The Manufacturing Report on Business® can be traced back to the start of the survey in 1923 and since then it has become a reliable planning tool for businesses and governments. “We are committed to maintaining the integrity of this report,” Holcomb said.
The error resulted when the software incorrectly used the seasonal adjustment factor from the previous month.
The ISM Manufacturing survey index (PMI) rose marginally from 54.9 to 55.4 (50 separates manufacturing contraction and expansion). This was at expectations which were 54.6 to 56.6 (consensus 55.5).
Please note that the rest of this post is using the first released information - the ISM has not released the revised tables.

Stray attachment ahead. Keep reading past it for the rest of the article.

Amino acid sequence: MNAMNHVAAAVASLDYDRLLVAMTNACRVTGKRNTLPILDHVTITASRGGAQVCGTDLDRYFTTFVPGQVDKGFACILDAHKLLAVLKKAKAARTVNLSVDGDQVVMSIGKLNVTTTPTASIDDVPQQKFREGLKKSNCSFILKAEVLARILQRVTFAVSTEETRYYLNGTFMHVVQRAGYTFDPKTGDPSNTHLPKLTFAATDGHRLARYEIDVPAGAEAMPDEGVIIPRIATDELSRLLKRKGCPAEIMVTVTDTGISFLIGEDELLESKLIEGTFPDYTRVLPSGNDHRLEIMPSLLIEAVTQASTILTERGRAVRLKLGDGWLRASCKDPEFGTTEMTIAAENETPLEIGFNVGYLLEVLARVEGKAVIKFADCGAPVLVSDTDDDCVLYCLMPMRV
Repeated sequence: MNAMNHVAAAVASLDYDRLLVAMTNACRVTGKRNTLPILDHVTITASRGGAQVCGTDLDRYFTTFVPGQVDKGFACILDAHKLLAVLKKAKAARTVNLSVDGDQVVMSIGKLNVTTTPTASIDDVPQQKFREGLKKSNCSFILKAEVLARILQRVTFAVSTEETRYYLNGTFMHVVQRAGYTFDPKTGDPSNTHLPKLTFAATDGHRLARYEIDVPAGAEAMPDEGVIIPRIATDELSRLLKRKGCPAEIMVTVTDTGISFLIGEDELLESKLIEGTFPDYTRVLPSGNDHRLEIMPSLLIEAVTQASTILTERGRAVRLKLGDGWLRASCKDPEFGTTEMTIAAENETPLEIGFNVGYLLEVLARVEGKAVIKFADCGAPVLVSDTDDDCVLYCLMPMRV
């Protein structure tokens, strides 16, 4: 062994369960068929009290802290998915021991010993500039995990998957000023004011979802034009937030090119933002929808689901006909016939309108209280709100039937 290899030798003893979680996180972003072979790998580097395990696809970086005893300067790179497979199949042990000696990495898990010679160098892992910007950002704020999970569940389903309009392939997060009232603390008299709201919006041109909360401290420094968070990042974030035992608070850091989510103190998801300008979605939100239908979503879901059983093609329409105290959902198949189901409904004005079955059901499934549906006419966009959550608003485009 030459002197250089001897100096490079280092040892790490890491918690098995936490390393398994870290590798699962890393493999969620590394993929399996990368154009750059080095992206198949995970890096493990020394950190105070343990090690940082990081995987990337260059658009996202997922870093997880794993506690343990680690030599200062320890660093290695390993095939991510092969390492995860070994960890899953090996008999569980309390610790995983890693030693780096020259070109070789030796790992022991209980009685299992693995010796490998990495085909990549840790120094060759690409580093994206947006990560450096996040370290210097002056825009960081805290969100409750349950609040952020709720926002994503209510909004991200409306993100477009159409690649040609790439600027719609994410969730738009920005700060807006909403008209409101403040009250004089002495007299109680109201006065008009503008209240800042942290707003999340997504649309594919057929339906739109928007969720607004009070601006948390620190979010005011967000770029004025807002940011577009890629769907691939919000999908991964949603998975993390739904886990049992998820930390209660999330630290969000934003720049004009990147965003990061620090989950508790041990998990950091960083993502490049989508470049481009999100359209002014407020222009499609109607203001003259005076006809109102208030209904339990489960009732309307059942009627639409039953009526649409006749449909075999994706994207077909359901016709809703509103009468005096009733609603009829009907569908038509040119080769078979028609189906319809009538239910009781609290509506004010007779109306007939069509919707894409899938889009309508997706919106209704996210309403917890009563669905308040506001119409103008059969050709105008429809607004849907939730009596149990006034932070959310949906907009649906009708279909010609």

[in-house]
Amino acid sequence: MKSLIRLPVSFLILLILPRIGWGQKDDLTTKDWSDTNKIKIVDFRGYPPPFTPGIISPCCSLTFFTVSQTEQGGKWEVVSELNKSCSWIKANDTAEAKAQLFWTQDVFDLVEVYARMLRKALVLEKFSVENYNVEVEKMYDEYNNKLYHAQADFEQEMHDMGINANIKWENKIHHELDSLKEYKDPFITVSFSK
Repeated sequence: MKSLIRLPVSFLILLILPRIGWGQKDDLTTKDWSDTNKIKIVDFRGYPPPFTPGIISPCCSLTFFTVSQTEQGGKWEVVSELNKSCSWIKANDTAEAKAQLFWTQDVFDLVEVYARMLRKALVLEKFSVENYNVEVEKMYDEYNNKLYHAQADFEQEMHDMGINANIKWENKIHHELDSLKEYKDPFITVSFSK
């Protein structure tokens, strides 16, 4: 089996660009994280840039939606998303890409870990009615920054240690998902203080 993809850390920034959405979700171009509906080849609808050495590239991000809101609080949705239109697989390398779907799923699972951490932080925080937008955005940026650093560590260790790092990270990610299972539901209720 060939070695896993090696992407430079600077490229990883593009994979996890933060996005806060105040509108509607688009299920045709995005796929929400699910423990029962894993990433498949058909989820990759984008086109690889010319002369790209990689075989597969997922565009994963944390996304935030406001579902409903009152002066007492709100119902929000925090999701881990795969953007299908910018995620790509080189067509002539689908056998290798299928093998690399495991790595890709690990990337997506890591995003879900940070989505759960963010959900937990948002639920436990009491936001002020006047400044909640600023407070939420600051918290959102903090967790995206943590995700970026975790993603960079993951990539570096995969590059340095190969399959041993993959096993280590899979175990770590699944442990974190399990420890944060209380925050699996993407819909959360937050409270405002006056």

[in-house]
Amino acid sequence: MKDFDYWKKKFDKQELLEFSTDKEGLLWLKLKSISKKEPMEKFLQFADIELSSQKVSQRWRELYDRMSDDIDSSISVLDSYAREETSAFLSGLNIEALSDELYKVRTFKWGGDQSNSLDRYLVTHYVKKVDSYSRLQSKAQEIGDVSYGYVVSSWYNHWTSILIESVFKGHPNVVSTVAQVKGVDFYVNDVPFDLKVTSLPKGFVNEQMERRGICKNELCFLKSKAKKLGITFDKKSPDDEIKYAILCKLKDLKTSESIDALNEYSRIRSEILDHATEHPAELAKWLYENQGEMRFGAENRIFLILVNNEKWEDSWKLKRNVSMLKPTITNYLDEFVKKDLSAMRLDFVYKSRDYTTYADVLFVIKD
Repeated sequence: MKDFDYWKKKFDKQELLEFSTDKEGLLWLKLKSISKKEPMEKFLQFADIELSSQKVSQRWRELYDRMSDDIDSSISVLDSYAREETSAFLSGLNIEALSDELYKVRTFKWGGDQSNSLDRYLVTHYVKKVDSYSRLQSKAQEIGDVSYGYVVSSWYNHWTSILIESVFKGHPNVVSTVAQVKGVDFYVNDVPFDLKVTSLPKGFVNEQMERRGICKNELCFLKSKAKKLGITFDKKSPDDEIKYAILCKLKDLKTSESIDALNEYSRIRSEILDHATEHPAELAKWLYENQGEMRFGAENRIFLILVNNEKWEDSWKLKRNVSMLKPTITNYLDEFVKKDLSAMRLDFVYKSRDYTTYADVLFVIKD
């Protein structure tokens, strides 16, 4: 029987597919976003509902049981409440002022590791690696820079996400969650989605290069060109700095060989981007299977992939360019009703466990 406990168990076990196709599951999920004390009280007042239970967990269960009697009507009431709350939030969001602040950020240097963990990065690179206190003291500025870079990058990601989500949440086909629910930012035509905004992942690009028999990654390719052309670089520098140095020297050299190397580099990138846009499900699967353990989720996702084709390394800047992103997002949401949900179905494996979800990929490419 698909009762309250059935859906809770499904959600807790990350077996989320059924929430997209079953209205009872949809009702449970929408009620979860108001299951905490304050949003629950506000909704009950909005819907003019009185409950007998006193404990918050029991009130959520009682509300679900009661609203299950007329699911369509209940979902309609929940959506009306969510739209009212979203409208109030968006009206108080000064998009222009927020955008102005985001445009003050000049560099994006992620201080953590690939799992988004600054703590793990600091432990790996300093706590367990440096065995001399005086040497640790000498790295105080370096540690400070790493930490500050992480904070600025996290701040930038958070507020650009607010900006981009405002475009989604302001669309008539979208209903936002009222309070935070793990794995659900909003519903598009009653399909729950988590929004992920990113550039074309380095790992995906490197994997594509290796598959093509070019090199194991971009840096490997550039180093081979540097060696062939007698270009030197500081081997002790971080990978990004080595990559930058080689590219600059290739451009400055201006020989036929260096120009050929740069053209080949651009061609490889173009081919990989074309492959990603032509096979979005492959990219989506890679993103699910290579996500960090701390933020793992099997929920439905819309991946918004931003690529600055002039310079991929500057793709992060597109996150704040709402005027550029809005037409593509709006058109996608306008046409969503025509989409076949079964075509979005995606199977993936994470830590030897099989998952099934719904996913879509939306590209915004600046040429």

This index had been in a general downtrend since mid 2011. This is the eleventh month of expansion. The regional Fed manufacturing surveys were indicating growth in May, and now the ISM indicates manufacturing shows expansion in May.
Relatively deep penetration of this index below 50 has normally resulted in a recession.
The noisy Backlog of Orders degraded from 55.5 to 52.5 – but still is showing growth. Backlog growth is an indicator of improving conditions; a number below 50 indicates contraction. Backlog accuracy does not have a high correlation against actual data.
Excepts from the ISM release:
Economic activity in the manufacturing sector expanded in May for the 12th consecutive month, and the overall economy grew for the 60th consecutive month, say the nation's supply executives in the latest Manufacturing ISM® Report On Business®.